Is Michael protected under Title I of the ADA? Yes, he is a person with a disability (addiction to alcohol), but it is complicated.  The employer does not have to withdraw the written warning nor grant an accommodation that supports Michael’s drinking, like allowing him to arrive late in the morning. The employer can require an employee with addiction to alcohol to meet the same standards of performance and behavior as other employees. The employer must grant Michael’s request to take leave to enter a rehab program, unless the employer can prove that Michael’s absence would cause a great difficulty or expense (undue hardship).

Scenario: Isabella’s manager hears a rumor that she is addicted to alcohol, and reassigns her to a less stressful job with lower pay because of concerns that work stress contributes to her drinking, despite the fact that she has not had any work-related problems.

Is Isabella protected under the ADA? Yes, she is being regarded as having a disability, and has been negatively affected. Isabella’s manager violated the ADA when he reassigned Isabella to a lower paying job.

Illegal Use of Drugs

The ADA protects a person in recovery who is no longer currently engaging in the illegal use of drugs, and who can show that they meet one of the three definitions of disability (see above definition of disability).

Illegal use of drugs means:

  1. Use of illegal drugs such as heroin or cocaine.
  2. Use of prescription medications such as OxyContin or Morphine

BUT the person has no prescription;
OR is using more than is prescribed;
OR has a fraudulent prescription.

In recovery means:

  1. Is in recovery from a substance use disorder;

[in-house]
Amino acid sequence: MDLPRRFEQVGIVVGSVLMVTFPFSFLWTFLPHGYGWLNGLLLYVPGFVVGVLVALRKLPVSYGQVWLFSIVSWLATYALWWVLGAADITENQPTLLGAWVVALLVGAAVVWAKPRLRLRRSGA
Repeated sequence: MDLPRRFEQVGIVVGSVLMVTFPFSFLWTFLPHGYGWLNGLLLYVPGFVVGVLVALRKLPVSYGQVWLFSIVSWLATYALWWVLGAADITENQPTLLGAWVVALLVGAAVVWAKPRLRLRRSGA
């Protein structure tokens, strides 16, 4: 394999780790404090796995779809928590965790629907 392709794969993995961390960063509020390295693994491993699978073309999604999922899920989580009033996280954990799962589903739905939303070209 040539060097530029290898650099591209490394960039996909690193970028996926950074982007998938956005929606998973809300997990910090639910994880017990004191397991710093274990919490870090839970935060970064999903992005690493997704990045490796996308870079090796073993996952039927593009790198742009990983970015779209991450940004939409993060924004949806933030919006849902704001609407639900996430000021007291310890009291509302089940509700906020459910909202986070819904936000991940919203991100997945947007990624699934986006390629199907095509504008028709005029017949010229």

2. Has ceased engaging in the illegal use of drugs;
  3. Is either participating in a supervised rehabilitation program; or
  4. Has been successfully rehabilitated.

What does “current” mean?

  1. “Illegal use occurred recently enough to justify a reasonable belief that a person’s drug use is a real and ongoing problem.”
  2. Under the ADA, whether someone is currently using drugs illegally is decided on a case-by-case basis.

Scenario: Marianna has been cocaine-free for eight years. She applies for a job that she is qualified to do. The employer refuses to hire her because he knows about her past addiction.

Is Marianna protected under Title I of the ADA? Yes, she is protected under the ADA because she has a history of an impairment (addiction to cocaine), and has refrained from the use of illegal drugs for eight years which is a good indication that there is not an ongoing problem. The potential employer violated the ADA when he refused to hire Marianna because of her recovery status.

Medication To Treat Substance Use Disorders

When medication is used to treat substance use disorders, a person is legally prescribed medication such as Suboxone, Methadone, or Vivitrol etc. to treat their addiction.